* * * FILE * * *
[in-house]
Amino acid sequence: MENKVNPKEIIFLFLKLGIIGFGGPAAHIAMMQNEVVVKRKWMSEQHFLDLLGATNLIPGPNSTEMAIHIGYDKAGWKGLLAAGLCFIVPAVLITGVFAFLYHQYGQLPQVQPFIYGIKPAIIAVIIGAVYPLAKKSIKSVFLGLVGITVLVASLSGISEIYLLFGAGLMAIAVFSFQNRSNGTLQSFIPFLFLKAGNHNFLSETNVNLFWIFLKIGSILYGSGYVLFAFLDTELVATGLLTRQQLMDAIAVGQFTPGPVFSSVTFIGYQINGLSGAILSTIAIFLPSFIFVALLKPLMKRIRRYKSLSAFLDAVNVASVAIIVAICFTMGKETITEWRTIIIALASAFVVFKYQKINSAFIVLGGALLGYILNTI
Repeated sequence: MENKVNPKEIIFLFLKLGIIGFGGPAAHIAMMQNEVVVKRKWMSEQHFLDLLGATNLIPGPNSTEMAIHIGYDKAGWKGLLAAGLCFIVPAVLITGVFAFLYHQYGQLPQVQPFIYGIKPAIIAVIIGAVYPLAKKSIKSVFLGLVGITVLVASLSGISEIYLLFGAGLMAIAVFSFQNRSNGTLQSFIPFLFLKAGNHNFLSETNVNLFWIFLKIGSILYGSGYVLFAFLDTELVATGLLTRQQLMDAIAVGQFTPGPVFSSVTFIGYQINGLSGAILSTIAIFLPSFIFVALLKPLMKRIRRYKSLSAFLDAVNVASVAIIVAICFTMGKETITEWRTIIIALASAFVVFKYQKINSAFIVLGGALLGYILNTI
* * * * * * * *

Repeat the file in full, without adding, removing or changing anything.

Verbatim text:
[in-house]
Amino acid sequence: MENKVNPKEIIFLFLKLGIIGFGGPAAHIAMMQNEVVVKRKWMSEQHFLDLLGATNLIPGPNSTEMAIHIGYDKAGWKGLLAAGLCFIVPAVLITGVFAFLYHQYGQLPQVQPFIYGIKPAIIAVIIGAVYPLAKKSIKSVFLGLVGITVLVASLSGISEIYLLFGAGLMAIAVFSFQNRSNGTLQSFIPFLFLKAGNHNFLSETNVNLFWIFLKIGSILYGSGYVLFAFLDTELVATGLLTRQQLMDAIAVGQFTPGPVFSSVTFIGYQINGLSGAILSTIAIFLPSFIFVALLKPLMKRIRRYKSLSAFLDAVNVASVAIIVAICFTMGKETITEWRTIIIALASAFVVFKYQKINSAFIVLGGALLGYILNTI
Repeated sequence: MENKVNPKEIIFLFLKLGIIGFGGPAAHIAMMQNEVVVKRKWMSEQHFLDLLGATNLIPGPNSTEMAIHIGYDKAGWKGLLAAGLCFIVPAVLITGVFAFLYHQYGQLPQVQPFIYGIKPAIIAVIIGAVYPLAKKSIKSVFLGLVGITVLVASLSGISEIYLLFGAGLMAIAVFSFQNRSNGTLQSFIPFLFLKAGNHNFLSETNVNLFWIFLKIGSILYGSGYVLFAFLDTELVATGLLTRQQLMDAIAVGQFTPGPVFSSVTFIGYQINGLSGAILSTIAIFLPSFIFVALLKPLMKRIRRYKSLSAFLDAVNVASVAIIVAICFTMGKETITEWRTIIIALASAFVVFKYQKINSAFIVLGGALLGYILNTI